Quantum computing may make current encryption obsolete, a quantum internet could be the solution

Quantum computer. Big data. Abstract physics concept with grid quantum computer. Learning artificial intelligence element. Cryptography infographic.

Sometime between now and 2030, the mathematical system that protects all of digital communications may fall victim to a superior quantum system. Preparing for that time may require us to reinvent the network itself.

“The quantum threat is basically going to destroy the security of networks as we know them today,” declared Bruno Huttner, who directs strategic quantum initiatives for Geneva, Switzerland-based ID Quantique. No other commercial organization since the turn of the century has been more directly involved in the development of science and working theories for the future quantum computer network.

Quantum computers offer great promise for cryptography and optimization problems. ZDNet explores what quantum computers will and won’t be able to do, and the challenges we still face.

One class of theory involves cryptographic security. The moment a quantum computer (QC) breaks through the dam currently held in place by public-key cryptography (PKC), every encrypted message in the world will become vulnerable. That’s Huttner’s “quantum threat”.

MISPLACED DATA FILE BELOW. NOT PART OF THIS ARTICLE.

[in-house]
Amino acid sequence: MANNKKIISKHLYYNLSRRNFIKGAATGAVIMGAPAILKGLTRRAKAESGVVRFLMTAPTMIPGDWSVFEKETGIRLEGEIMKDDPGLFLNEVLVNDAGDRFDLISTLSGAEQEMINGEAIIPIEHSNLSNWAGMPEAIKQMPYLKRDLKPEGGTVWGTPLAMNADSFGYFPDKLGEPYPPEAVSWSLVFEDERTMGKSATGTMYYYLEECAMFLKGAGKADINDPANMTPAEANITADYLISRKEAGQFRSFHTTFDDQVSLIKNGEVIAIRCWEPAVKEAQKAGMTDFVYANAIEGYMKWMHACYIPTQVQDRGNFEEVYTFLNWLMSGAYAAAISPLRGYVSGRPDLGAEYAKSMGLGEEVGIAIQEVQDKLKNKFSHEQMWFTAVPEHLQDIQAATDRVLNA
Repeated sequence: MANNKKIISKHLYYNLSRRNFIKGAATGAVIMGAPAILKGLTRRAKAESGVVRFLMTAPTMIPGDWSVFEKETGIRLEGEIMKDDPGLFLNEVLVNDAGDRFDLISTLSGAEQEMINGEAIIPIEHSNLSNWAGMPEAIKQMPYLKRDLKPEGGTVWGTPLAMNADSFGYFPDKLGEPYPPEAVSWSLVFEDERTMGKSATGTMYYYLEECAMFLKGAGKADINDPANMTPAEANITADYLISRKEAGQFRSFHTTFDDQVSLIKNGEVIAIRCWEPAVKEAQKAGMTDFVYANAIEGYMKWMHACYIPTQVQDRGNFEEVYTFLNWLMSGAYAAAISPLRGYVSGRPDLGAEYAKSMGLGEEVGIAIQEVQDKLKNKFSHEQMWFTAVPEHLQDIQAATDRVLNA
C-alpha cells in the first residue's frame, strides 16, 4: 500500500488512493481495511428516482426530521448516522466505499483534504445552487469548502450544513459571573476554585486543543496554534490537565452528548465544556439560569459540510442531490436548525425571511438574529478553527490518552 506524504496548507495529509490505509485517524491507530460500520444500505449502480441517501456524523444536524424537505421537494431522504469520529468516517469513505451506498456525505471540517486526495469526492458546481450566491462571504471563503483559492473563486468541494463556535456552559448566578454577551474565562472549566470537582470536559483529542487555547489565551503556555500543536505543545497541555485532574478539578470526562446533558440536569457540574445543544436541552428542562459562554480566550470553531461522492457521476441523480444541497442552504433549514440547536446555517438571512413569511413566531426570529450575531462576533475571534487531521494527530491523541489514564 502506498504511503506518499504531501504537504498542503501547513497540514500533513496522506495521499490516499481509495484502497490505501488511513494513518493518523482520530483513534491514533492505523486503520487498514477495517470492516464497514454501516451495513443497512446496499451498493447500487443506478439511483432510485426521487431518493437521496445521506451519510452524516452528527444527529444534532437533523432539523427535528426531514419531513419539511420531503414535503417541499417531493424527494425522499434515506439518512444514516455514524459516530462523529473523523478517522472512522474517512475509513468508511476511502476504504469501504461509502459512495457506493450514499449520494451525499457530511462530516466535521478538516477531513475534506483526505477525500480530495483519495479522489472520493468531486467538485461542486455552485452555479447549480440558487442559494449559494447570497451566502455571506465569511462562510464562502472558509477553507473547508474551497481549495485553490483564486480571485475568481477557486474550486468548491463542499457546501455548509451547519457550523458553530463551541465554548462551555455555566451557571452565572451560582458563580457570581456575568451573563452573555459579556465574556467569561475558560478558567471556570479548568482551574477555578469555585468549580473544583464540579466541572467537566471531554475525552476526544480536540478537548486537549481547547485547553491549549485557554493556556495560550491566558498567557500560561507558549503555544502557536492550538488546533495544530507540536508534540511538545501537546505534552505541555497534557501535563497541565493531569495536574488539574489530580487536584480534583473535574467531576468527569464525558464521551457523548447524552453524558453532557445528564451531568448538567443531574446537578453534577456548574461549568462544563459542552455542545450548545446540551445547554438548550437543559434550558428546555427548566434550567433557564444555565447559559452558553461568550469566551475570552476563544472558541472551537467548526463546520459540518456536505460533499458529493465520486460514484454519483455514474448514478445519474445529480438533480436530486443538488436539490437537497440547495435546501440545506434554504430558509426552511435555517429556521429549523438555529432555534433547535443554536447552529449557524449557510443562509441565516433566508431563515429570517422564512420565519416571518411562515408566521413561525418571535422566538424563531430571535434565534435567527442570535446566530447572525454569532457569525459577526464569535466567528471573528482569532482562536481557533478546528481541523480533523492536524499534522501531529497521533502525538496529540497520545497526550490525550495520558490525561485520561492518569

Continue reading… “Quantum computing may make current encryption obsolete, a quantum internet could be the solution”

0

Mark Zuckerberg: The Internet needs new rules. Let’s start in these four areas.

DE14DAA0-C1E2-44F0-B32C-8523D9448956

Mark Zuckerberg is founder and chief executive of Facebook.

Technology is a major part of our lives, and companies such as Facebook have immense responsibilities. Every day, we make decisions about what speech is harmful, what constitutes political advertising, and how to prevent sophisticated cyberattacks. These are important for keeping our community safe. But if we were starting from scratch, we wouldn’t ask companies to make these judgments alone.

I believe we need a more active role for governments and regulators. By updating the rules for the Internet, we can preserve what’s best about it — the freedom for people to express themselves and for entrepreneurs to build new things — while also protecting society from broader harms.

From what I’ve learned, I believe we need new regulation in four areas: harmful content, election integrity, privacy and data portability.

Continue reading… “Mark Zuckerberg: The Internet needs new rules. Let’s start in these four areas.”

0